Sunday, 16 December 2007

PostHeaderIcon Ailen who live in Japan bought bike.

Good evening again. I've been feeling the desire to blog a lot recently and a relatively quite weekend has given me the opportunity to do so.

I forgot to mention in my last update that I got to make mochi at the kindergarten last Friday morning. If you were too apathetic to click on the wonderful wikipedia link I provided then I will explain what making mochi consists of. It 's basically the process of smashing the hell out of rice with a big mallet until it turns to goo (the scientific word for it). It was a lot of fun but I was quite nervous I'd miss the rice and crack the stone bowl or worse... smash the hand of the person turning it over after each whack. Apparently it is a very nostalgic event for Japanese people and old women and kids go absolutely crazy for the stuff. Indeed, apparently after New Year (when it is eaten in excess) there are news reports that count up the number of old folk who choked to death gorging on it as it sadly gets stuck in their throats. I got lots given to me for free (with sweet red bean paste in the middle) and gorged on it myself that afternoon. Last Friday morning I went back to the kindergarten again as they had a クリスマス/Christmas show going on. I was quite impressed by the level of choreography/wardrobe/stage management by a bunch of 4 year olds in a backwater Japanese town.

I went to my junior high enkai on Friday night and my predictions about the conversations were spot on. I'm not trying to make fun of them and is merely an observation of what happens. Each side is terrible at the other one's language so all conversation dilutes into the simplest of pleasantries. I did manage to get a bit of banter going with some of the teachers and even talk a little bit about history... in Japanese!. Mainly about the Dutch and Portuguese traders impact on Japan and why Japan is called Japan and not Nihon in English. Also, all foreign people tend to get insulted when Japanese people compliment them on their chopstick skills. Some snap back and say things like "Oh, can you use a knife and fork?" but not old Hanta. He genuinely accepts the praise whilst stuffing his face with fried shrimp. I always enjoy these events in retrospect but it can really exhaust your brain trying to process everything. Plus, everyone wants to keep drinking sake with me. There is a drinking custom distinct in Kochi called 'Hempai' which is when two people share a whole jug of sake whilst pouring for each other and drinking out the opposite ends of the cup. Everyone else maybe has one or two but everyone wants to do with the foreigner so you spend an hour drinking shot after shot. All the while making sure you don't do something to insult somebody. It was still a fun night to talk to all the teachers when they were being relaxed and opening up.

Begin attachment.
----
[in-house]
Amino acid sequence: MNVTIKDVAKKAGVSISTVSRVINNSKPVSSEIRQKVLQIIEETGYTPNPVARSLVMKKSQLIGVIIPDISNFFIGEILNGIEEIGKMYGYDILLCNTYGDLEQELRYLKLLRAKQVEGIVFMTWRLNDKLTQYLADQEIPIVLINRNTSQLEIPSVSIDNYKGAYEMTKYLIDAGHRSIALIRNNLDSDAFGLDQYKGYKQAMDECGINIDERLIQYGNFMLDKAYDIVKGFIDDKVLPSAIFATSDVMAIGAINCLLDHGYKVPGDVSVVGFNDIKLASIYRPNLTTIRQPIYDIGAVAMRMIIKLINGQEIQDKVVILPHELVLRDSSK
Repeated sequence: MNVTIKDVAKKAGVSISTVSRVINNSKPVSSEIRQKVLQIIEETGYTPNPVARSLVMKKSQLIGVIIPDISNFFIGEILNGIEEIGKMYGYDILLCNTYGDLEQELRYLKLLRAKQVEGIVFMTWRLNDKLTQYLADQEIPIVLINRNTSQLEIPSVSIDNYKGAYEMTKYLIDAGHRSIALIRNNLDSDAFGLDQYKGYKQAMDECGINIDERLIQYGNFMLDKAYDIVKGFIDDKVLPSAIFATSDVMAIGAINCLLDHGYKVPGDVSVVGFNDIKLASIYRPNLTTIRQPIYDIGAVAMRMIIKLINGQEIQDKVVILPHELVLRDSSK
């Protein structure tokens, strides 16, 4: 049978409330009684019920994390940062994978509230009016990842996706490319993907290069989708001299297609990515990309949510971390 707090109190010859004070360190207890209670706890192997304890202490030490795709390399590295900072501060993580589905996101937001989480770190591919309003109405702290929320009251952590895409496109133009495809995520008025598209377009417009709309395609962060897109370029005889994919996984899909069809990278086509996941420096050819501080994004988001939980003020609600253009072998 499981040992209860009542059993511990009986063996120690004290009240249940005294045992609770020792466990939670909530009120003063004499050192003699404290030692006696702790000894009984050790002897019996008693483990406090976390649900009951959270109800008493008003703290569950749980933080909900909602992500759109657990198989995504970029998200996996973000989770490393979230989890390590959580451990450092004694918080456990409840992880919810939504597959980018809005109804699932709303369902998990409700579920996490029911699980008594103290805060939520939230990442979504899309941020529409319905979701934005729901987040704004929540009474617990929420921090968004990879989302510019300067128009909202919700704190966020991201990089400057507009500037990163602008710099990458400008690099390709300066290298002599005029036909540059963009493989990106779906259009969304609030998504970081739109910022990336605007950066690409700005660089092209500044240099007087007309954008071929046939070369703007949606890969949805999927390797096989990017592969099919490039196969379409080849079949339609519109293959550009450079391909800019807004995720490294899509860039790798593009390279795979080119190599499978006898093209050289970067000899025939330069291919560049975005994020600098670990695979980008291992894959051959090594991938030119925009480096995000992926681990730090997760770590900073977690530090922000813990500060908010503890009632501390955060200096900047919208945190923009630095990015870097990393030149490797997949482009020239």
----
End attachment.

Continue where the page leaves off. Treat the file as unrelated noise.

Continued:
I then caught the train up to Nankoku for an 80's themed joint birthday for Erin and Hank. There's five female ALTs that all live next door to each other up there so there was numerous rooms going on at once. There was a voting thing going on too and I won 'Class Clown' and got some comedy glasses that I love. My costume consisted of a blond curly wig and a red bandanna... I think I got away with it. I'll steal some pictures off facebook sometimes to show you how it looked. Anyway, a massive crowd of us hit the karaoke later that night for two hours with an endless supply of alcohol (all you can drink affair). It was the best karaoke experience I've been too and we had a massive room to ourselves where we belted out song after song. I crashed on another floor before heading back east with Andrew and Matt that morning. I stood outside on the train for the first time all the way back which was fun. The tunnels were bloody freezing though. I've spent the rest of the weekend doing little but cleaning, washing and mainly sitting on my backside. However, today I went to buy a new bike because I miss cycling around Tano. I decided to take my camera and document my experience.